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Comment: If I was running a school system ... (Score 1) 233

by stinerman (#48493577) Attached to: Football Concussion Lawsuits Start To Hit High Schools

And you'd be ran out of town.

In many places in small town america, high school sports (especially football and basketball) are a big entertainment draw. In my hometown of 6,000, it was not unusual to see over 1,000 people at a football game.

I hate to say it, but most people are more interested in winning the state championship than in leading the state in graduation rates.

Comment: Re:TWC are (surprise, surprise) crooks and thieves (Score 1) 223

by stinerman (#48383067) Attached to: Overbilled Customer Sues Time Warner Cable For False Advertising

Declare all exclusivity/franchise agreements null and void

Exclusive franchise agreements haven't been allowed since 1992.

The Communications Act requires that no new cable operator may provide service without a franchise and establishes several policies relating to franchising requirements and franchise fees. The Communications Act authorizes local franchising authorities to grant one or more franchises within their jurisdiction. However, a local franchising authority may not grant an exclusive franchise, and may not unreasonably withhold its consent for new service.

Its a natural monopoly. The infrastructure needs to be separate from the services.

I'm lucky. I live in an area where I have about 4 choices for TV/Internet/etc. That's still not enough.

Comment: Re:A minority view? (Score 1) 649

by stinerman (#47267543) Attached to: Teaching Creationism As Science Now Banned In Britain's Schools

AFAICT, it looks like you can't use God scientific evidence of anything. This makes sense because the existence of a creator cannot be empirically determined (can you think of a repeatable experiment that would prove or disprove that there is a creator?). That is unless the creator revealed himself to us, at which point, the study of the creator would be a science.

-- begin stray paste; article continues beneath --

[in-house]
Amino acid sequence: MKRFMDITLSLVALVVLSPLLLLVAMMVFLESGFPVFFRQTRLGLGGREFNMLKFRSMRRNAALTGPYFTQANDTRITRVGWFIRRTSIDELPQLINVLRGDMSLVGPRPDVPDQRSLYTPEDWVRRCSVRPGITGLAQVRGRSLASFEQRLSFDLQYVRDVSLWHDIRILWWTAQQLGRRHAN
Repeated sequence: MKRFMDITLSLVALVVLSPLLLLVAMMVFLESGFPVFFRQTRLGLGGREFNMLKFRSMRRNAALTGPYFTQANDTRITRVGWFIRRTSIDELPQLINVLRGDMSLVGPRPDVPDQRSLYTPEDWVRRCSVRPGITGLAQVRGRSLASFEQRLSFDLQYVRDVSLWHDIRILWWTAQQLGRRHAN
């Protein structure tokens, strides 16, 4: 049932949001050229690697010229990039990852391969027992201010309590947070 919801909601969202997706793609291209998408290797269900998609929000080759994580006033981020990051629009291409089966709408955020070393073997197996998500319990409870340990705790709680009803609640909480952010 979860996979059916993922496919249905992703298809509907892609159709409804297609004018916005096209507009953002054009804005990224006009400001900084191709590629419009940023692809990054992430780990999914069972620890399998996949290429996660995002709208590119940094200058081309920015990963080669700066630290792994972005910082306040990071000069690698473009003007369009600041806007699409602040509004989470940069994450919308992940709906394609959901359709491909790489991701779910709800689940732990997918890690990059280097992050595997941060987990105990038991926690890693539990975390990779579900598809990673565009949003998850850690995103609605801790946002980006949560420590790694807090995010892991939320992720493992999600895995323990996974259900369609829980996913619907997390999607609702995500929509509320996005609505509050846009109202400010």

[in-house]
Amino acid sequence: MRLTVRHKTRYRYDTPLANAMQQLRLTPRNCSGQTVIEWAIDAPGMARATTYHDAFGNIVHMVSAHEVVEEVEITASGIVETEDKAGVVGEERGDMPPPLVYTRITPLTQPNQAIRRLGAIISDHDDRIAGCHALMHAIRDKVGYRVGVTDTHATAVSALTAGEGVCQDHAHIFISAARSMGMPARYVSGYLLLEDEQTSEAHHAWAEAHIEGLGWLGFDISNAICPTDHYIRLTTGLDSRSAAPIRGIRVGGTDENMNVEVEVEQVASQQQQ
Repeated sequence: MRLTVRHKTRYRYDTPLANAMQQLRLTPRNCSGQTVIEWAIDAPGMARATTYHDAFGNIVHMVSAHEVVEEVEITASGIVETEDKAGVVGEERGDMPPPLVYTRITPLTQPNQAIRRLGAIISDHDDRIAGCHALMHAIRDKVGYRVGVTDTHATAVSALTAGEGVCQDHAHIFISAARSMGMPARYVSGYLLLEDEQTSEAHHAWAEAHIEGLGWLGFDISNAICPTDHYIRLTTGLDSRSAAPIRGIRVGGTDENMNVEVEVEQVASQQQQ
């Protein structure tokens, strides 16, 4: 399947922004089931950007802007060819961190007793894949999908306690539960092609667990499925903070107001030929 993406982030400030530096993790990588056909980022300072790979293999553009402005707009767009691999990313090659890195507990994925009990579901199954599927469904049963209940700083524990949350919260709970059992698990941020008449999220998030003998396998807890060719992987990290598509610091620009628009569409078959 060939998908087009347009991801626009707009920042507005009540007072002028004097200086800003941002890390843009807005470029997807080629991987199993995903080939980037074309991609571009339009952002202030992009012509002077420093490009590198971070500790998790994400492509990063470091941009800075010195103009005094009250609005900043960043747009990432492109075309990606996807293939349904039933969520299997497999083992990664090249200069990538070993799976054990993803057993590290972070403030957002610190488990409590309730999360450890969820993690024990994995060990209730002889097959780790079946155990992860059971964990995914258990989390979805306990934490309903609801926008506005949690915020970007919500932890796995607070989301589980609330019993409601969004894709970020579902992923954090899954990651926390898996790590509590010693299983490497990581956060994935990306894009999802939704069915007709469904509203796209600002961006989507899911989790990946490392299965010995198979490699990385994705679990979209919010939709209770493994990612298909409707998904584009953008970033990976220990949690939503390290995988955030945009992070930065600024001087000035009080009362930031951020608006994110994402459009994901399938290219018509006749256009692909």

Comment: Re:Never store sensitive data you don't need. (Score 2) 142

I've worked with payment processing here in the States. You can store the number and the expiration date but not the CVV2. Of course, no CVV2 means higher processing fees, which means customers will ask for ways of storing the CVV2. We tell them that makes them non-compliant and they don't really care. They just want lower processing fees and pay lip service to compliance.

Comment: Re:Who is doing this? (Score 1) 704

by stinerman (#46398797) Attached to: Bitcoin Exchange Flexcoin Wiped Out By Theft

You will still pay those taxes, even if they are in Bitcoin, because the US courts will force you to, or they will throw you in jail for tax evasion..

This is about the only false part of your post. Taxes must be paid in legal tender, which Bitcoins are not. One must first convert them to dollars and then onward to the tax man.

Comment: Re:Who is doing this? (Score 1) 704

by stinerman (#46396981) Attached to: Bitcoin Exchange Flexcoin Wiped Out By Theft

I would put it past them. This is incredibly small potatoes for them. I know a lot of the bitcoin apologists think they're doing something incredibly revolutionary. They aren't. Basic economics says this is bound to failure because there is a fixed amount of coins to be mined. That's a very bad feature of a currency (works great for an investment, though one will always need to find the next fool)

Maybe organized crime is involved or maybe a couple of 8th graders. I really don't know, nor do I care. I'm just basking in the shadenfreude at this point.

ASHes to ASHes, DOS to DOS.